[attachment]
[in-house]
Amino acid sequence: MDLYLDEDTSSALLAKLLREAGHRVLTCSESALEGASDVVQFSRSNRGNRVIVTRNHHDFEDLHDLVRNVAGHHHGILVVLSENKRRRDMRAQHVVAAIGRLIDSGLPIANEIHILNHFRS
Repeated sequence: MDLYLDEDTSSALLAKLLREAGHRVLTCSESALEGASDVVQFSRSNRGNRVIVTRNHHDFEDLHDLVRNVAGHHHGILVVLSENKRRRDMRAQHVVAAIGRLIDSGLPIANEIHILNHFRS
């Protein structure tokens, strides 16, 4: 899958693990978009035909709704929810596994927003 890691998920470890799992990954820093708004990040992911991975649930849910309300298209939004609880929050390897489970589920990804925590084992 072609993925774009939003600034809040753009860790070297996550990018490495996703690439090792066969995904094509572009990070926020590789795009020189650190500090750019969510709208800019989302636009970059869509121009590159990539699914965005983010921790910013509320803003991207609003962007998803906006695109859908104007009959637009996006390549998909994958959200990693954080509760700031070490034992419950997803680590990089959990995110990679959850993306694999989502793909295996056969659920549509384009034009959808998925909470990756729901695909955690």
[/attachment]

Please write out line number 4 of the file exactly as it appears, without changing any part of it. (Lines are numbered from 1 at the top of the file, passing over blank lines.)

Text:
């Protein structure tokens, strides 16, 4: 899958693990978009035909709704929810596994927003 890691998920470890799992990954820093708004990040992911991975649930849910309300298209939004609880929050390897489970589920990804925590084992 072609993925774009939003600034809040753009860790070297996550990018490495996703690439090792066969995904094509572009990070926020590789795009020189650190500090750019969510709208800019989302636009970059869509121009590159990539699914965005983010921790910013509320803003991207609003962007998803906006695109859908104007009959637009996006390549998909994958959200990693954080509760700031070490034992419950997803680590990089959990995110990679959850993306694999989502793909295996056969659920549509384009034009959808998925909470990756729901695909955690």